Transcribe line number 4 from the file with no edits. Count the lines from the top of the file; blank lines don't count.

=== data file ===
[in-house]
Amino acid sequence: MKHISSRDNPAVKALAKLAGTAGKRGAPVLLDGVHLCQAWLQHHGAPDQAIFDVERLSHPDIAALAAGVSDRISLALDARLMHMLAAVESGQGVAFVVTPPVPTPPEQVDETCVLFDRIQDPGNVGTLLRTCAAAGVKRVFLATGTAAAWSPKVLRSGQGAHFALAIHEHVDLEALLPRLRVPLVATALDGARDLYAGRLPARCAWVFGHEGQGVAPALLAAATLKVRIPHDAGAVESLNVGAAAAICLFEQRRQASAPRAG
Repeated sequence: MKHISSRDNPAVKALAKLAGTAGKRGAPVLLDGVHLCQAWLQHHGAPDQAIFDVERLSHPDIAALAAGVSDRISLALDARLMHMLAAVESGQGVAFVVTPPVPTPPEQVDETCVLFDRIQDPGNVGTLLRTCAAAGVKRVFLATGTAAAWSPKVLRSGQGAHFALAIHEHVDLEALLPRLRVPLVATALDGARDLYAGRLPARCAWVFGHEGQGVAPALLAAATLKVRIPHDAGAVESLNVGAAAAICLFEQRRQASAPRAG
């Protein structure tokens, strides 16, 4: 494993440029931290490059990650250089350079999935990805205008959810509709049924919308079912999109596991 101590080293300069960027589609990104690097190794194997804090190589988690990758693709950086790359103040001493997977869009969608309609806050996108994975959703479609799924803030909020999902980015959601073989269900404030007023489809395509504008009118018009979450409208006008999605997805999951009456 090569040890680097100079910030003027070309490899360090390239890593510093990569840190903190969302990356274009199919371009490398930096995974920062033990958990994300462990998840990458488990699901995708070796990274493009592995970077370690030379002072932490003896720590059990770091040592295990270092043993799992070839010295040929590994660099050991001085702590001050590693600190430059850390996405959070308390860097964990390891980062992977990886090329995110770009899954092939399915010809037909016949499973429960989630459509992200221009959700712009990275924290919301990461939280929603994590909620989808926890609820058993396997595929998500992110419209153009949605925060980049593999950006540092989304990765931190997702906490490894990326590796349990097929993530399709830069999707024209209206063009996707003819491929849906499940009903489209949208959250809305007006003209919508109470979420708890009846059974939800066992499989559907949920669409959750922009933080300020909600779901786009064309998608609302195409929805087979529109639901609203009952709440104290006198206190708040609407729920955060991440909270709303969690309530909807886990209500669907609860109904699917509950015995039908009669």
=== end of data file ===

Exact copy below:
């Protein structure tokens, strides 16, 4: 494993440029931290490059990650250089350079999935990805205008959810509709049924919308079912999109596991 101590080293300069960027589609990104690097190794194997804090190589988690990758693709950086790359103040001493997977869009969608309609806050996108994975959703479609799924803030909020999902980015959601073989269900404030007023489809395509504008009118018009979450409208006008999605997805999951009456 090569040890680097100079910030003027070309490899360090390239890593510093990569840190903190969302990356274009199919371009490398930096995974920062033990958990994300462990998840990458488990699901995708070796990274493009592995970077370690030379002072932490003896720590059990770091040592295990270092043993799992070839010295040929590994660099050991001085702590001050590693600190430059850390996405959070308390860097964990390891980062992977990886090329995110770009899954092939399915010809037909016949499973429960989630459509992200221009959700712009990275924290919301990461939280929603994590909620989808926890609820058993396997595929998500992110419209153009949605925060980049593999950006540092989304990765931190997702906490490894990326590796349990097929993530399709830069999707024209209206063009996707003819491929849906499940009903489209949208959250809305007006003209919508109470979420708890009846059974939800066992499989559907949920669409959750922009933080300020909600779901786009064309998608609302195409929805087979529109639901609203009952709440104290006198206190708040609407729920955060991440909270709303969690309530909807886990209500669907609860109904699917509950015995039908009669």